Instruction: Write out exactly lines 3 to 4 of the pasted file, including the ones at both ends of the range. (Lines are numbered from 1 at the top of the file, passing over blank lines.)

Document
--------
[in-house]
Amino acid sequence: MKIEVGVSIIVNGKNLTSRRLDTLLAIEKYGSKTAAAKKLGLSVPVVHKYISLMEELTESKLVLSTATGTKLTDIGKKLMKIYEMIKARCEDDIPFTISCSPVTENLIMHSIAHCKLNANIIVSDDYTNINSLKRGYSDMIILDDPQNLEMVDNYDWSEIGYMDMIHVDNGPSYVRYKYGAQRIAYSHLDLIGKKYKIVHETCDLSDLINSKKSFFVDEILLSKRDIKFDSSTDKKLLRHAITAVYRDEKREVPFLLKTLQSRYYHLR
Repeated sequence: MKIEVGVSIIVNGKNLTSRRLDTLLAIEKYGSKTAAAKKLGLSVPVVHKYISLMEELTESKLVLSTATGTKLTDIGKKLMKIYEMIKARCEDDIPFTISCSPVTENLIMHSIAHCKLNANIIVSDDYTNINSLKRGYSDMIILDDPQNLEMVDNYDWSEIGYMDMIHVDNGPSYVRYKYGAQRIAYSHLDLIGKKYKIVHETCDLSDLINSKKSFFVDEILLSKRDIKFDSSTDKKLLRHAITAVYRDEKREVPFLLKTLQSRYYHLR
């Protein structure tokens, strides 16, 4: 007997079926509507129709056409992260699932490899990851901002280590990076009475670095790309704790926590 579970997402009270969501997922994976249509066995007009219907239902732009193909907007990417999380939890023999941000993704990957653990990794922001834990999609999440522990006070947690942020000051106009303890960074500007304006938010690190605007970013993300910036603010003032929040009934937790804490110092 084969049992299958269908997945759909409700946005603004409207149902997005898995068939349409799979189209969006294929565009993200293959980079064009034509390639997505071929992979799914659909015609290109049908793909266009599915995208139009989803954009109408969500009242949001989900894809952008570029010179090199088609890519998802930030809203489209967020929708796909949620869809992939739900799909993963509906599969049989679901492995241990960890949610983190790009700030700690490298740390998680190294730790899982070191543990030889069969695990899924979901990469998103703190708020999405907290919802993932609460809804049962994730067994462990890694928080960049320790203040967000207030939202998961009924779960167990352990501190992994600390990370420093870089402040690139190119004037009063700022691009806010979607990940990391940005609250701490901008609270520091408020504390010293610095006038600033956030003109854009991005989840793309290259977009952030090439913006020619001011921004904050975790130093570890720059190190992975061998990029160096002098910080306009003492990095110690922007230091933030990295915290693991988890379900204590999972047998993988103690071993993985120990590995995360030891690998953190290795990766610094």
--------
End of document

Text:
Repeated sequence: MKIEVGVSIIVNGKNLTSRRLDTLLAIEKYGSKTAAAKKLGLSVPVVHKYISLMEELTESKLVLSTATGTKLTDIGKKLMKIYEMIKARCEDDIPFTISCSPVTENLIMHSIAHCKLNANIIVSDDYTNINSLKRGYSDMIILDDPQNLEMVDNYDWSEIGYMDMIHVDNGPSYVRYKYGAQRIAYSHLDLIGKKYKIVHETCDLSDLINSKKSFFVDEILLSKRDIKFDSSTDKKLLRHAITAVYRDEKREVPFLLKTLQSRYYHLR
């Protein structure tokens, strides 16, 4: 007997079926509507129709056409992260699932490899990851901002280590990076009475670095790309704790926590 579970997402009270969501997922994976249509066995007009219907239902732009193909907007990417999380939890023999941000993704990957653990990794922001834990999609999440522990006070947690942020000051106009303890960074500007304006938010690190605007970013993300910036603010003032929040009934937790804490110092 084969049992299958269908997945759909409700946005603004409207149902997005898995068939349409799979189209969006294929565009993200293959980079064009034509390639997505071929992979799914659909015609290109049908793909266009599915995208139009989803954009109408969500009242949001989900894809952008570029010179090199088609890519998802930030809203489209967020929708796909949620869809992939739900799909993963509906599969049989679901492995241990960890949610983190790009700030700690490298740390998680190294730790899982070191543990030889069969695990899924979901990469998103703190708020999405907290919802993932609460809804049962994730067994462990890694928080960049320790203040967000207030939202998961009924779960167990352990501190992994600390990370420093870089402040690139190119004037009063700022691009806010979607990940990391940005609250701490901008609270520091408020504390010293610095006038600033956030003109854009991005989840793309290259977009952030090439913006020619001011921004904050975790130093570890720059190190992975061998990029160096002098910080306009003492990095110690922007230091933030990295915290693991988890379900204590999972047998993988103690071993993985120990590995995360030891690998953190290795990766610094």